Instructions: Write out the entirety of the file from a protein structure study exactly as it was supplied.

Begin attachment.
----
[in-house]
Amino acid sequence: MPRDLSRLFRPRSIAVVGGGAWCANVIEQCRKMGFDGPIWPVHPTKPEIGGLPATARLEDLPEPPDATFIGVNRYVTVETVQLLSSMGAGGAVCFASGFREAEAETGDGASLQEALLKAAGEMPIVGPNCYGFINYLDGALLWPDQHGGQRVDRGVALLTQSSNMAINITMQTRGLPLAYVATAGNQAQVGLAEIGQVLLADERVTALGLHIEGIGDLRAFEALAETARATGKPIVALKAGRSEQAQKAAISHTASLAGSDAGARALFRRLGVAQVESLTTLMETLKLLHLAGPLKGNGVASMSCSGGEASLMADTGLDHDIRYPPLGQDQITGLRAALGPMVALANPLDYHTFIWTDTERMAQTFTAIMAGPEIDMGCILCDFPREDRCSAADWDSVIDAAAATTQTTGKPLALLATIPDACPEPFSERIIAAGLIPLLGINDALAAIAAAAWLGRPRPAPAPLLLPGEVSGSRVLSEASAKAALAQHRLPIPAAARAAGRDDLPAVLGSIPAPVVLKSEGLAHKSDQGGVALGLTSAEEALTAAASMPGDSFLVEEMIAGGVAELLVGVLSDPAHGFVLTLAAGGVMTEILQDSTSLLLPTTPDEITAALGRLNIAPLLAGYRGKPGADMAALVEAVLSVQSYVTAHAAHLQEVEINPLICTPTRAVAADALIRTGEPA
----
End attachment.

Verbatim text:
[in-house]
Amino acid sequence: MPRDLSRLFRPRSIAVVGGGAWCANVIEQCRKMGFDGPIWPVHPTKPEIGGLPATARLEDLPEPPDATFIGVNRYVTVETVQLLSSMGAGGAVCFASGFREAEAETGDGASLQEALLKAAGEMPIVGPNCYGFINYLDGALLWPDQHGGQRVDRGVALLTQSSNMAINITMQTRGLPLAYVATAGNQAQVGLAEIGQVLLADERVTALGLHIEGIGDLRAFEALAETARATGKPIVALKAGRSEQAQKAAISHTASLAGSDAGARALFRRLGVAQVESLTTLMETLKLLHLAGPLKGNGVASMSCSGGEASLMADTGLDHDIRYPPLGQDQITGLRAALGPMVALANPLDYHTFIWTDTERMAQTFTAIMAGPEIDMGCILCDFPREDRCSAADWDSVIDAAAATTQTTGKPLALLATIPDACPEPFSERIIAAGLIPLLGINDALAAIAAAAWLGRPRPAPAPLLLPGEVSGSRVLSEASAKAALAQHRLPIPAAARAAGRDDLPAVLGSIPAPVVLKSEGLAHKSDQGGVALGLTSAEEALTAAASMPGDSFLVEEMIAGGVAELLVGVLSDPAHGFVLTLAAGGVMTEILQDSTSLLLPTTPDEITAALGRLNIAPLLAGYRGKPGADMAALVEAVLSVQSYVTAHAAHLQEVEINPLICTPTRAVAADALIRTGEPA